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Dvd or receiver to do the decoding?

Discussion in 'Archived Threads 2001-2004' started by Charles M, Sep 9, 2001.

  1. Charles M

    Charles M Stunt Coordinator

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    I have a Denon avr1700 no DTS w/5.1 inputs. I'm eventually going to get new receiver, probably next year after all the brands finally release their new stuff. My question is it better to have the receiver to do the decoding or will a Dvd decoders sound as good like a receiver? But, many new Dvd players offer built-in decoders for both formats. Like I said I don't have DTS yet and I was going to get the Denon 3802 but decided to wait for Yamaha, Harmon Kardan, Onkyo, Pioneer Elite , and others to release w/ all the new goodies. Does anyone have a DVD player w/ built-in decoders doing the decoding? I am getting a new Dvd player as well. How is the sound quality? I heard that it's good to have Receiver doing and a Dvd isn't as good. It that true? It will be cheaper for me for now, and I won't have to wait as long to finally have DTS!
    I made the mistake of buying the avr1700 not knowing that avr1800(that had DTS) was being released 3 months later. Now I know when replacements for receivers get released. That's why I decided to hold off on the 3802. After these new replacements, I don't plan on buying for a while. And why not wait and make the right decision.
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  2. Dan Hitchman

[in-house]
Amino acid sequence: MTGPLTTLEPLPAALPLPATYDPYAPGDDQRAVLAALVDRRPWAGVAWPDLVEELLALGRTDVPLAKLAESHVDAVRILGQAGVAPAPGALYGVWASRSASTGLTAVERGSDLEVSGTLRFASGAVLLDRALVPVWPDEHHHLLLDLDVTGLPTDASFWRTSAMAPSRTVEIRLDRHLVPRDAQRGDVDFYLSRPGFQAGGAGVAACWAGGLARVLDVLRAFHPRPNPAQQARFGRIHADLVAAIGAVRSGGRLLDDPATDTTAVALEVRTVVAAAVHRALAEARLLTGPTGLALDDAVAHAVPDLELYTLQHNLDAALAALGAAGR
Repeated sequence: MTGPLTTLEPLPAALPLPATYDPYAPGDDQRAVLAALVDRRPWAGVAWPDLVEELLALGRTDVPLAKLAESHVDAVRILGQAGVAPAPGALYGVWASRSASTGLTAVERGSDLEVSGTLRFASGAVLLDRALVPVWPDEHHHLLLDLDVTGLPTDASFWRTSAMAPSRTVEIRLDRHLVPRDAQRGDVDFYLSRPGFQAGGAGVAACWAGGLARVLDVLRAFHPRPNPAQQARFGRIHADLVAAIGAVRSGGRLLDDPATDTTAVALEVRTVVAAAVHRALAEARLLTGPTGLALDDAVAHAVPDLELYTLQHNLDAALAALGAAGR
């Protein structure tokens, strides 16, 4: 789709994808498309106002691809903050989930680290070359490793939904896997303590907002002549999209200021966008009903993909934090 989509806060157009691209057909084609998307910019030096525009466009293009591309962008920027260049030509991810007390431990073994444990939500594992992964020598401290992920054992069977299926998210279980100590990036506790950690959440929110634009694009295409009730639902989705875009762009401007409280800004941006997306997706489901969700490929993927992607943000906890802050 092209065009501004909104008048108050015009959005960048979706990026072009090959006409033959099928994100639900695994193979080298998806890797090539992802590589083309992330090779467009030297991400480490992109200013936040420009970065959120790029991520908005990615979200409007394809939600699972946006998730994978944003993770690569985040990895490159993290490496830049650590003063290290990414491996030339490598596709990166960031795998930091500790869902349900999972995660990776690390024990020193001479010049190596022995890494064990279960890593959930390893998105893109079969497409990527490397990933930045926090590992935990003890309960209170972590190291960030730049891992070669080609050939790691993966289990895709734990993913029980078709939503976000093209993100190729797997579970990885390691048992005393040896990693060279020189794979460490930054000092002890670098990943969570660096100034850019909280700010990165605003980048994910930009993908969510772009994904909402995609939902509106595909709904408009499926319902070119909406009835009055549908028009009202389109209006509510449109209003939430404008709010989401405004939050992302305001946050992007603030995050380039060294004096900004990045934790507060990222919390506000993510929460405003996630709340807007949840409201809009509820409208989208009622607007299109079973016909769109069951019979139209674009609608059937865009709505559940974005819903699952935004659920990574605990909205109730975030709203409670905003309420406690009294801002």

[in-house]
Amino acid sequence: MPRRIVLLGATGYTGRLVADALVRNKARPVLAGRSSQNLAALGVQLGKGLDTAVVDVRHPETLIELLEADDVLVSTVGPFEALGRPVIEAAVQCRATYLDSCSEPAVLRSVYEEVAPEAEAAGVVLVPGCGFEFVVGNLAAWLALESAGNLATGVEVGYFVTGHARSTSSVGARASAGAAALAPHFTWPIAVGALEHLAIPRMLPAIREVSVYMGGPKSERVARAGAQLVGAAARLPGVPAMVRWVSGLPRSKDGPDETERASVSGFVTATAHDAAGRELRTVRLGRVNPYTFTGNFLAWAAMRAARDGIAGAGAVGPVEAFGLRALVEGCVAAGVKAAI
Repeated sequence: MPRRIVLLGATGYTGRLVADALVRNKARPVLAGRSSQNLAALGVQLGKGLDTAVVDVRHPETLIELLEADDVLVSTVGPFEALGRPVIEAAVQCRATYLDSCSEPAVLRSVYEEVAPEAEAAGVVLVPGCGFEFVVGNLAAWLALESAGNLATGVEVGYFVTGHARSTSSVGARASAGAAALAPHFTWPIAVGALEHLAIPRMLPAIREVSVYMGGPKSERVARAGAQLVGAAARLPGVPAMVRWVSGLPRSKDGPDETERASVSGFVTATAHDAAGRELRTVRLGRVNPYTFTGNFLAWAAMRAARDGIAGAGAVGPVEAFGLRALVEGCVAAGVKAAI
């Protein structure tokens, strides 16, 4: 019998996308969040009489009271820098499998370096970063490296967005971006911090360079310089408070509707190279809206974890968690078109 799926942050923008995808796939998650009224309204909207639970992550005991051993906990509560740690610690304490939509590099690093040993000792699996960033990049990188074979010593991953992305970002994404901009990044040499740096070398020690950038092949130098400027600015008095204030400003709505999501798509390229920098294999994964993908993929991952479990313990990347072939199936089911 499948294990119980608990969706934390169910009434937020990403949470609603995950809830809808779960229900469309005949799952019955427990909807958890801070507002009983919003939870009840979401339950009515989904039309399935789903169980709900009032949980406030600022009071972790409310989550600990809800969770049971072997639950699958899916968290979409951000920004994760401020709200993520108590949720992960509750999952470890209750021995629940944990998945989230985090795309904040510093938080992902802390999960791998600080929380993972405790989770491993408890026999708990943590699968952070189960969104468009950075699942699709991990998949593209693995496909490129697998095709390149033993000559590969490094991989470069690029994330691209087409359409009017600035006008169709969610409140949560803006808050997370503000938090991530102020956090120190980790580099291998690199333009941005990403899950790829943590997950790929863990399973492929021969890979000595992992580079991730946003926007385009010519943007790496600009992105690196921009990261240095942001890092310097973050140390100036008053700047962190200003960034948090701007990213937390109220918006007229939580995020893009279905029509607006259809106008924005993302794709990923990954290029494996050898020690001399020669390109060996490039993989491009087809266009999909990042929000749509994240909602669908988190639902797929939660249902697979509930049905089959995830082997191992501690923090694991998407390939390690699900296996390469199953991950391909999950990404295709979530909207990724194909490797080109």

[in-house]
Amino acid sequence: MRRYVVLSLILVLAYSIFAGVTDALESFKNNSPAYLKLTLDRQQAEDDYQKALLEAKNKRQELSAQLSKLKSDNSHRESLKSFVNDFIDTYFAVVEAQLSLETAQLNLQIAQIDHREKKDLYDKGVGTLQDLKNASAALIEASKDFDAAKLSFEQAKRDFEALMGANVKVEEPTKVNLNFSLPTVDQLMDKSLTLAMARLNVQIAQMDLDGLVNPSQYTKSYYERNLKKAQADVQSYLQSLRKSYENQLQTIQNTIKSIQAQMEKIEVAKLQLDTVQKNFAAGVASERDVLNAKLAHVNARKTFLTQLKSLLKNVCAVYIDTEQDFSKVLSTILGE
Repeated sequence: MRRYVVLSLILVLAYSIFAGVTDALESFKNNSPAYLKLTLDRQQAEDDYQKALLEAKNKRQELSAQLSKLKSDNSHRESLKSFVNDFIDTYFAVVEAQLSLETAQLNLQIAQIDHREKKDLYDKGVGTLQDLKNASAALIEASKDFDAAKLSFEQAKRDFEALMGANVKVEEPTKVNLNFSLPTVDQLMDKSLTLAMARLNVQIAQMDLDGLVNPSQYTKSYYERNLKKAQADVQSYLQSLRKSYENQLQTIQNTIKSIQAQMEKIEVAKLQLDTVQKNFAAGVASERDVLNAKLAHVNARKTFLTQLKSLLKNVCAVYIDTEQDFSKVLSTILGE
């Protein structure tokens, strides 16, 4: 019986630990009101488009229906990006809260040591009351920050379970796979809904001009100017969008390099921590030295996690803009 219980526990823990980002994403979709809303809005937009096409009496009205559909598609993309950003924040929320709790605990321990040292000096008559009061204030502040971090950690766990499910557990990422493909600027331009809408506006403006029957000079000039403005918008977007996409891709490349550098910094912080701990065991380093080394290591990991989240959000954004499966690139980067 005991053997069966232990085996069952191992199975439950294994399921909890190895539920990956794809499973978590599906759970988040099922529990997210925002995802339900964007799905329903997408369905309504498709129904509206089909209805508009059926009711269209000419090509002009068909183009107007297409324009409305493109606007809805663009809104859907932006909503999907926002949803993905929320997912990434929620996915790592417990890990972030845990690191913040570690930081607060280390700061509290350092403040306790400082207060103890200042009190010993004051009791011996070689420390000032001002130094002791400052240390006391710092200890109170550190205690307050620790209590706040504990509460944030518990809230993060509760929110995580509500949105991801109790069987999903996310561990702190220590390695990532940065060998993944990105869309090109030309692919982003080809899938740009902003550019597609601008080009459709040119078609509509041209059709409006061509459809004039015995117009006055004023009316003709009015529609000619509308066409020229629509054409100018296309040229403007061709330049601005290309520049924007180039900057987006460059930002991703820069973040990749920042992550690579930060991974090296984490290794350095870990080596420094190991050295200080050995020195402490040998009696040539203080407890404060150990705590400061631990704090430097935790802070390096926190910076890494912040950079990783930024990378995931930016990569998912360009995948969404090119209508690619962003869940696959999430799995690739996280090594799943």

Dan Hitchman Cinematographer

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    Let the receiver (or pre-amp, if going separates) do the decoding. More sources can use DD and DTS decoding that way too.
    Dan
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    Stop HDCP and 5C-- Your rights are at risk!
     
  3. Selden Ball

    Selden Ball Second Unit

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    Selden
    Charles,
    You should use whichever decoder is the better one.
    You'll need to listen to them both to decide.
    If you make a substantial upgrade to your player before you upgrade your receiver, then you may find that the sound from the player's analog outputs is noticably better.
    Unfortunately, being able to make this comparison also depends on the features in your receiver. Some redigitize their multichannel analog inputs, others pass those signals through unchanged to the amplifier. Redigitizing would tend to mask improvements in the player.
    Another problem is that very few receivers provide any bass management or speaker timing alignments when their multichannel analog inputs are used. Depending on your speaker configuration, this couuld cause problems. Some of the newest dvd players include their own audio management controls, which helps a little. It also introduces variables that make it very hard to make direct comparisons. Unfortunately, a slightly louder output tends to sound better.
     
  4. Steve Schaffer

    Steve Schaffer Producer

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    Charles,
    DVD players that have both Dolby Digital and DTS processors built in are rare, and somewhat expensive.
    Since you're planning to upgrade to a DTS capable receiver pretty soon, and the receiver you're considering will probably have a better processor than one built into a dvd player, I think it would be a waste of money to buy a player with a DTS processor built in at this time.
    If you're going to buy a new player you should not waste the extra money for onboard DD and DTS processing if you're going to get a DTS capable receiver in only a couple of months anyway.
    If you find a dvd player with some other features that are "must haves" that just happens to also have DD and DTS processors built in, then go for it.
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    Steve S.
    I prefer not to push the subwoofers until they're properly run in.
     

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